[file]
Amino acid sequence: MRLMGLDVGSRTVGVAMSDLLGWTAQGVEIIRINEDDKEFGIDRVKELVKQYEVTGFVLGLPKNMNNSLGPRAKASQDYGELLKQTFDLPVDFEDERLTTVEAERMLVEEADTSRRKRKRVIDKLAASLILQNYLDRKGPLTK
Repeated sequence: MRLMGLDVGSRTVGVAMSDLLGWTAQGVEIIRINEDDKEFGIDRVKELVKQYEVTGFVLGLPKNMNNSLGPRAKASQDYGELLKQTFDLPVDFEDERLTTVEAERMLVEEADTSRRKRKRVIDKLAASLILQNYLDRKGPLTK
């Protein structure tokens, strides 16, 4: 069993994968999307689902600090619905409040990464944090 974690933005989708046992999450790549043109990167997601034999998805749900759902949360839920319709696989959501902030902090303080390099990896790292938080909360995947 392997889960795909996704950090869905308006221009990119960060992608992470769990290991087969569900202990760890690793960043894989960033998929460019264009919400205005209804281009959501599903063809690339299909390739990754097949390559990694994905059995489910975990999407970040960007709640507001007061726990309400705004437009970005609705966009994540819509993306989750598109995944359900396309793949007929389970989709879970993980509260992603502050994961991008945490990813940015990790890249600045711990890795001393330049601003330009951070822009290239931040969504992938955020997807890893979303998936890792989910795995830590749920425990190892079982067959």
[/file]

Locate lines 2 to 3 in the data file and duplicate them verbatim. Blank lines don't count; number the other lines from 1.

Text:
Repeated sequence: MRLMGLDVGSRTVGVAMSDLLGWTAQGVEIIRINEDDKEFGIDRVKELVKQYEVTGFVLGLPKNMNNSLGPRAKASQDYGELLKQTFDLPVDFEDERLTTVEAERMLVEEADTSRRKRKRVIDKLAASLILQNYLDRKGPLTK
């Protein structure tokens, strides 16, 4: 069993994968999307689902600090619905409040990464944090 974690933005989708046992999450790549043109990167997601034999998805749900759902949360839920319709696989959501902030902090303080390099990896790292938080909360995947 392997889960795909996704950090869905308006221009990119960060992608992470769990290991087969569900202990760890690793960043894989960033998929460019264009919400205005209804281009959501599903063809690339299909390739990754097949390559990694994905059995489910975990999407970040960007709640507001007061726990309400705004437009970005609705966009994540819509993306989750598109995944359900396309793949007929389970989709879970993980509260992603502050994961991008945490990813940015990790890249600045711990890795001393330049601003330009951070822009290239931040969504992938955020997807890893979303998936890792989910795995830590749920425990190892079982067959």